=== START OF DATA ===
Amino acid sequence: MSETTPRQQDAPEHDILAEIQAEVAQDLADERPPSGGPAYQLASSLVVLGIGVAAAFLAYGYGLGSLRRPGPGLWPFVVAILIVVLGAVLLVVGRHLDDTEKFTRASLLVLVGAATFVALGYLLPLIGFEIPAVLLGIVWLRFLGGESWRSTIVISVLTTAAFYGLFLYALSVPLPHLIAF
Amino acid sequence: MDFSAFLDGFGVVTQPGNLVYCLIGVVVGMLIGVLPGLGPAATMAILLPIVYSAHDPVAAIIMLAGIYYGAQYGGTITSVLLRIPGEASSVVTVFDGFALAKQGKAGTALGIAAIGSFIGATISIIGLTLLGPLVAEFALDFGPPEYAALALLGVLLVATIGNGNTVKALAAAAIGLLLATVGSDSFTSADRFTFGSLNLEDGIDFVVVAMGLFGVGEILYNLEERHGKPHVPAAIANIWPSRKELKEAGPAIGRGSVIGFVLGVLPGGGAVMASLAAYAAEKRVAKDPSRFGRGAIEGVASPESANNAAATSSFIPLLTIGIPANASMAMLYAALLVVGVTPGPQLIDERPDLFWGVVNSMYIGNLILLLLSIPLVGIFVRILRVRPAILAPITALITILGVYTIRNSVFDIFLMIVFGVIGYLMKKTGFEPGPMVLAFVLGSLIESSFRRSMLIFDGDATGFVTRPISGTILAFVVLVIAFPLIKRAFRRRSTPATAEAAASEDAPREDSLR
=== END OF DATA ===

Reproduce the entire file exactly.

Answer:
Amino acid sequence: MSETTPRQQDAPEHDILAEIQAEVAQDLADERPPSGGPAYQLASSLVVLGIGVAAAFLAYGYGLGSLRRPGPGLWPFVVAILIVVLGAVLLVVGRHLDDTEKFTRASLLVLVGAATFVALGYLLPLIGFEIPAVLLGIVWLRFLGGESWRSTIVISVLTTAAFYGLFLYALSVPLPHLIAF
Amino acid sequence: MDFSAFLDGFGVVTQPGNLVYCLIGVVVGMLIGVLPGLGPAATMAILLPIVYSAHDPVAAIIMLAGIYYGAQYGGTITSVLLRIPGEASSVVTVFDGFALAKQGKAGTALGIAAIGSFIGATISIIGLTLLGPLVAEFALDFGPPEYAALALLGVLLVATIGNGNTVKALAAAAIGLLLATVGSDSFTSADRFTFGSLNLEDGIDFVVVAMGLFGVGEILYNLEERHGKPHVPAAIANIWPSRKELKEAGPAIGRGSVIGFVLGVLPGGGAVMASLAAYAAEKRVAKDPSRFGRGAIEGVASPESANNAAATSSFIPLLTIGIPANASMAMLYAALLVVGVTPGPQLIDERPDLFWGVVNSMYIGNLILLLLSIPLVGIFVRILRVRPAILAPITALITILGVYTIRNSVFDIFLMIVFGVIGYLMKKTGFEPGPMVLAFVLGSLIESSFRRSMLIFDGDATGFVTRPISGTILAFVVLVIAFPLIKRAFRRRSTPATAEAAASEDAPREDSLR